6) Define how the program will be communicated to the target audience, which may include selecting communication vehicles, estimating the frequency of communication, and outlining the purpose of each communication. Using a variety of communication vehicles such as e-mail, pamphlets, company intranet sites, and even group voicemail systems can deliver critical information in a timely manner, but keep the program exciting and relevant to participants.
7) Create opportunities for participant feedback that enable you to assess the success of the program and make modifications throughout its duration. Encouraging feedback from management and participants involved in the program is an important but often neglected step in the planning process. Creating simple and effective communication channels for feedback is likely to deliver a greater level of engagement and overall desire to modify behaviors that align with the program objectives.
8) Ensure that data and reporting are available to let you evaluate results. Nothing can be more disappointing and problematic then realizing that key data and reporting are not available to evaluate a program that has already been launched. Scrambling to piece together data after the fact is time consuming and far less effective in demonstrating results. In addition, developing new information systems or specific reports might involve IT resources, which will add costs to the program that need to be factored into the budget.
9) Research incentive choices with ample selection and the demographics of the target audience in mind. Knowing your audience is instrumental to offering the right assortment of incentives that will drive positive behavior and motivate participants to rally around the program objectives.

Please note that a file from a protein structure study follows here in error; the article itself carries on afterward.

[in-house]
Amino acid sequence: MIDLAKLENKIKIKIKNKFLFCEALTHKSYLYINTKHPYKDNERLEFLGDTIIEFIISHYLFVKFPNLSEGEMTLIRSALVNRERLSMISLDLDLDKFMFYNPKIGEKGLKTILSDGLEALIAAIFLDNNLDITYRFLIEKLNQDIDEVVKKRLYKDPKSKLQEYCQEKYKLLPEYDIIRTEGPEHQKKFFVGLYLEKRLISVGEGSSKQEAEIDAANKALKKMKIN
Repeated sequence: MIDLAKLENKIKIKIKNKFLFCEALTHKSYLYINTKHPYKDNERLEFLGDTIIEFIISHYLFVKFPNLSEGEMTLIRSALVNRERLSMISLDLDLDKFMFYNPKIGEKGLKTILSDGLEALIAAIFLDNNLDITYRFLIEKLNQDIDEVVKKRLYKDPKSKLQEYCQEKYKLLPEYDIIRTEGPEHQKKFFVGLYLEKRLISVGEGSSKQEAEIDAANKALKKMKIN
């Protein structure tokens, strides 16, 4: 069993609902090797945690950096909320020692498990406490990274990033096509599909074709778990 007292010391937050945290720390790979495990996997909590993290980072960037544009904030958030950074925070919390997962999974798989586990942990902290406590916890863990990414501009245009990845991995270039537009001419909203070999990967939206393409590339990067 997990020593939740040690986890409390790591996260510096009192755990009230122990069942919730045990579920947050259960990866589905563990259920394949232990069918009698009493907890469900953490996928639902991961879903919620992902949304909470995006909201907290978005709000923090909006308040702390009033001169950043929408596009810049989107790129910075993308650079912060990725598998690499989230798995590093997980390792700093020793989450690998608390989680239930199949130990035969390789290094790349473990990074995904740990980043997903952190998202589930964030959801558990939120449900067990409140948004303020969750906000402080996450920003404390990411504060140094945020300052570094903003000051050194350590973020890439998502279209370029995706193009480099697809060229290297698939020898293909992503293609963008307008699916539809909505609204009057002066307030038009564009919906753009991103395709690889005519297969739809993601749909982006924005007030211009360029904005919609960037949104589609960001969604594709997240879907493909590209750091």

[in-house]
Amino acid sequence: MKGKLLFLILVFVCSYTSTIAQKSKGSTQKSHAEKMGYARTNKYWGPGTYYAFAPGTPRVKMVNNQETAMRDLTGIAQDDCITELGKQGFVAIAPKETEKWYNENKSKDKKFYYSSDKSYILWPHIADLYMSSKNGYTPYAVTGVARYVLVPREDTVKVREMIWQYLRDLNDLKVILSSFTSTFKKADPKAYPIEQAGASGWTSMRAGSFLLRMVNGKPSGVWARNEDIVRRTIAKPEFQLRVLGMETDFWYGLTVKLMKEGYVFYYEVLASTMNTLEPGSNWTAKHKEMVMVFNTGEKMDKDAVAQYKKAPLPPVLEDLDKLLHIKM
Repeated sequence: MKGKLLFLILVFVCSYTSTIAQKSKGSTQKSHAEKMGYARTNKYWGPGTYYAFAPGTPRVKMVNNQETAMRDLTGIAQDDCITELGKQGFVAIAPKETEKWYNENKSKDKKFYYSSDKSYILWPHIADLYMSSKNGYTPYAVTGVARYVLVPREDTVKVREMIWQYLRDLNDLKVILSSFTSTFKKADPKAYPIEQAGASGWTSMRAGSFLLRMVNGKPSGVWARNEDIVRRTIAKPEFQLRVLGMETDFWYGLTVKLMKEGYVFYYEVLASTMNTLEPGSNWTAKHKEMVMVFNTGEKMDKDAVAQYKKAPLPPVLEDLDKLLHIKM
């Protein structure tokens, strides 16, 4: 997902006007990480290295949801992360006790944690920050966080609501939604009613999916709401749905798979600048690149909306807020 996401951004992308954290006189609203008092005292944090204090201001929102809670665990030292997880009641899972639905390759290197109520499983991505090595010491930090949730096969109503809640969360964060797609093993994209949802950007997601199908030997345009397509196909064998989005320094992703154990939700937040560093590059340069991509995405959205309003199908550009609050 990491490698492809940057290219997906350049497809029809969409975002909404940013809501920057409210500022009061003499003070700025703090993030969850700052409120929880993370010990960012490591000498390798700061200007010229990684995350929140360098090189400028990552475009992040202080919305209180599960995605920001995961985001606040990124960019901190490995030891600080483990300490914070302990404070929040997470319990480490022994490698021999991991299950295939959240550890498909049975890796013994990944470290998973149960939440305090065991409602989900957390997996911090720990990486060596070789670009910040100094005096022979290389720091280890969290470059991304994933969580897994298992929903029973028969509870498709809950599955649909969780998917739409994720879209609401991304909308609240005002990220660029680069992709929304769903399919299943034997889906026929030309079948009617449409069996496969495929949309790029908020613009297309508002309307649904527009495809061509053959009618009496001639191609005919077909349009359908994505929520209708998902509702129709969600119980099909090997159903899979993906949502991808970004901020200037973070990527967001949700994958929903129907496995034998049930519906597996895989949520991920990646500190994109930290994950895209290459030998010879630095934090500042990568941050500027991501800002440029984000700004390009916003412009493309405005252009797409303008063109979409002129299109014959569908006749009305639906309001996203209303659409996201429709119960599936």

10) Evaluate and report the results of the program often to foster employee engagement, while using key measures to determine return on investment. Even the most successful incentive program can become unsuccessful when results and achievements are not communicated to management and the participants themselves. Sharing data that reiterate the purpose of the program, identify successes, and engage participants to overcome potential weaknesses is invaluable in ensuring better results.
Finding the Resources
With these critical components in mind, an employee incentive program will be more robust and better received by the participants. Also, these items allow for a more thorough approach to the use of incentives. Nonetheless, knowing the right steps for building an effective incentive program and having the proper resources to do so can sometimes pose an additional challenge.
Today's modern companies are operating with more streamlined infrastructures that do not always lend themselves well to internally managed incentive programs. The good news is that a variety of outside companies specialize in building and managing incentive programs, many of which focus on employee recognition, performance improvement, and health/wellness initiatives. Finding well-suited resources does require research, time, and commitment; however, it is more likely to ensure a successful program if internal resources are slim.
Although the use of incentives by corporate America is still fairly untapped, a number of useful organizations can make researching information and finding options for offering incentive programs much easier. Trade associations such as the Incentive Marketing Association, the Incentive Gift Card Council, the Online Incentive Council, and others provide valuable articles, case studies, and membership lists that facilitate locating partners and answers to preliminary questions.
Choosing the Incentives